Editor's Note: AAFP members are all over the map in terms of how they feel about the federal government's plan for health information technology; electronic health records, or EHRs; and the meaningful use incentive program. Here is the opinion of one AAFP member.
Marie Steinmetz, M.D.
I practice with two other family physicians in an integrative medical practice that combines conventional and complementary therapies. I've had an EHR since 2006. But I won't get any government money for meaningful use because I don't participate in Medicare (or any other insurance, either).
I dropped out of Medicare six years ago because its payments did not cover overhead -- and because I refused to compromise the time I need to spend with a patient to provide the best medical care.
Amazingly enough, I still have lots of Medicare patients. They want to see someone who will spend time with them, and they like our integrative approach. We lose money on Medicare patients because Medicare rules don't allow us to bill them for their labs, and because I just couldn't charge them enough to cover our overhead.
To be honest, when meaningful use was announced, we thought, "Maybe we should start participating in Medicare again." We were already doing so much with our EHR that is considered meaningful use.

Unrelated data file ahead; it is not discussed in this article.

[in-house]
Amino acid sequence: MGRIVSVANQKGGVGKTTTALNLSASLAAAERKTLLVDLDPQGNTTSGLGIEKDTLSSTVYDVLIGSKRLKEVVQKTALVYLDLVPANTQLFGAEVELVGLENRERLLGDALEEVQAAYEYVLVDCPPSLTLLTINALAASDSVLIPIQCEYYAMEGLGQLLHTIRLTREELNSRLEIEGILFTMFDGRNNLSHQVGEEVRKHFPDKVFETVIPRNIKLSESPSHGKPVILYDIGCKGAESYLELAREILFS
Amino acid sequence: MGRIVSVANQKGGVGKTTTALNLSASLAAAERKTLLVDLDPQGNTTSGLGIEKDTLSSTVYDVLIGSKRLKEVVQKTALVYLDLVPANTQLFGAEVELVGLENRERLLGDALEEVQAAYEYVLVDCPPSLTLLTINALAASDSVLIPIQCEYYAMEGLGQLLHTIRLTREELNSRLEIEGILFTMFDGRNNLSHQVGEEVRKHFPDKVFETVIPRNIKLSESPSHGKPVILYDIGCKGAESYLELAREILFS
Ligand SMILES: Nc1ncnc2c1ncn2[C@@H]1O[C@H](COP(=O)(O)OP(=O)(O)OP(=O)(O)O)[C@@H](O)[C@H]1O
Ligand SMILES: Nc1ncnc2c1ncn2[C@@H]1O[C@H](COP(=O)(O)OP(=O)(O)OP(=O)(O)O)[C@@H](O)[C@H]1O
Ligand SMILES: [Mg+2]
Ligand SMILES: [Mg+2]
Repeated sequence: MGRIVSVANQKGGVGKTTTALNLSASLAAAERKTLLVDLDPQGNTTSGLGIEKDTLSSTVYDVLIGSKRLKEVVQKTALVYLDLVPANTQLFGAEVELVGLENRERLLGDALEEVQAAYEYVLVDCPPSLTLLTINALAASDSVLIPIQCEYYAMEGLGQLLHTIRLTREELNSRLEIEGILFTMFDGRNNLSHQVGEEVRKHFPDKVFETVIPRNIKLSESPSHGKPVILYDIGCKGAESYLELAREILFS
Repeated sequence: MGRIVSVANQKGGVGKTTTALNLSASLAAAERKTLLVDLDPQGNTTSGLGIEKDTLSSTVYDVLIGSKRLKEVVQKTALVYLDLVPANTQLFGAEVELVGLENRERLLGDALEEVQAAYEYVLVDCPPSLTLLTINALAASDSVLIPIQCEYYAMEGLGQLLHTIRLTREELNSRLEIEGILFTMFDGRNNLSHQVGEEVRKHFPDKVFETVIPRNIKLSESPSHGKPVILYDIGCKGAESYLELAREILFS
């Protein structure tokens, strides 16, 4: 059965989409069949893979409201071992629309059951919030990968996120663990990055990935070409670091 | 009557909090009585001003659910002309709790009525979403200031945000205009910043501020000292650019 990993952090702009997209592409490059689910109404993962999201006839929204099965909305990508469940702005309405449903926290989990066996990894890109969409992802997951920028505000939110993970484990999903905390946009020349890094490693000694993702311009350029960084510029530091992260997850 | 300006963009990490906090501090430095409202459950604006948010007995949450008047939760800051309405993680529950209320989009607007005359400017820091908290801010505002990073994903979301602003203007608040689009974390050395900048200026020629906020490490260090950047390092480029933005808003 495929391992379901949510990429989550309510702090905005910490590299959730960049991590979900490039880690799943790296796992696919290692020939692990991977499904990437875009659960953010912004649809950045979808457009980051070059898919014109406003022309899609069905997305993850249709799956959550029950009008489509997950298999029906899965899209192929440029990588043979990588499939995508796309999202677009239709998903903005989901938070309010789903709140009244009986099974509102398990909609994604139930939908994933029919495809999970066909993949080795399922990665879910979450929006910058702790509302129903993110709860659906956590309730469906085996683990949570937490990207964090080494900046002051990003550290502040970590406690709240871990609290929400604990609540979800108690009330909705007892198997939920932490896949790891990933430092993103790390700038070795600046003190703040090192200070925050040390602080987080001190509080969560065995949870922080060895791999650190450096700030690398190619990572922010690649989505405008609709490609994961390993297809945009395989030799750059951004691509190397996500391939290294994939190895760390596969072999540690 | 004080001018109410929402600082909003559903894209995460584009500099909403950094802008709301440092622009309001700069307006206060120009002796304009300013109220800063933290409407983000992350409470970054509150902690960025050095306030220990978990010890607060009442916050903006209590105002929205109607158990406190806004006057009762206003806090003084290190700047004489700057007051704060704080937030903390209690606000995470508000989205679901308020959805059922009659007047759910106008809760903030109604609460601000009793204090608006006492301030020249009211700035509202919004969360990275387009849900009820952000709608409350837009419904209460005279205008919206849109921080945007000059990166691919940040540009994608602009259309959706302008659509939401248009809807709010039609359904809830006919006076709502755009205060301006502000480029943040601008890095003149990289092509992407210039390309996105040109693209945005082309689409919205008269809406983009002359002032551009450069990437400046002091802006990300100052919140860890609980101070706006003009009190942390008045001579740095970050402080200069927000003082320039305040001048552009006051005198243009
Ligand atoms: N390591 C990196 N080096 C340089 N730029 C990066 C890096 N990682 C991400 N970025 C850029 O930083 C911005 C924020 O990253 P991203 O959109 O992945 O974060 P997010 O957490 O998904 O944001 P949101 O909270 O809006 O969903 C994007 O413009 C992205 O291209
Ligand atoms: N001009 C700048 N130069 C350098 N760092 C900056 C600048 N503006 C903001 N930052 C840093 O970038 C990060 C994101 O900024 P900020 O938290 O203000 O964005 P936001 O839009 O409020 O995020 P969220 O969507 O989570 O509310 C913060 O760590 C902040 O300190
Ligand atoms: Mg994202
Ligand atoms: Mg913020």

But I just couldn't bring myself to get back in. Although I think meaningful use isn't a bad thing, and our practice might be able to do it because we have a good EHR, the government has made it so complicated that some small practices might be destroyed by all the rules and regulations. We're already being paid so little by insurers and the government that many of us can hardly keep our doors open. Meaningful use is really another unfunded (or partly funded) mandate: more work and more money invested, all for a little bit of government money that doesn't make it worthwhile if you run the numbers.
Frankly, it was more than meaningful use that kept me from participating again. I hear about the audits where they look over everything you do. Most family physicians are very honest and try to do the best things for their patients, but those audits don't treat them that way. I want to take care of patients, not spend all my time reviewing charts for potential audits.
But I'll never want to do without an EHR. It's so much more efficient and effective than paper -- although it depends on how you use it. I've been seeing something with EHRs that bothers me greatly.
There's an epidemic of people lying -- perhaps unintentionally. For example, when a patient of mine goes to the emergency room with chest pain, the report sometimes says the ER did exams, including a neurological exam, but the patient says that the exam wasn't done. This happens because a template is embedded in the ER computer system that says they've done everything, and they haven't bothered to change the template. I even wonder if some doctors are copying notes from the last visit for a patient, word for word, without asking the patient if it's all still true.
I've talked to other doctors, and they're seeing this, too. That's the part about EHRs that no one is talking about -- garbage in, garbage out. I wish meaningful use could correct that!
Marie Steinmetz, M.D.
Group private practice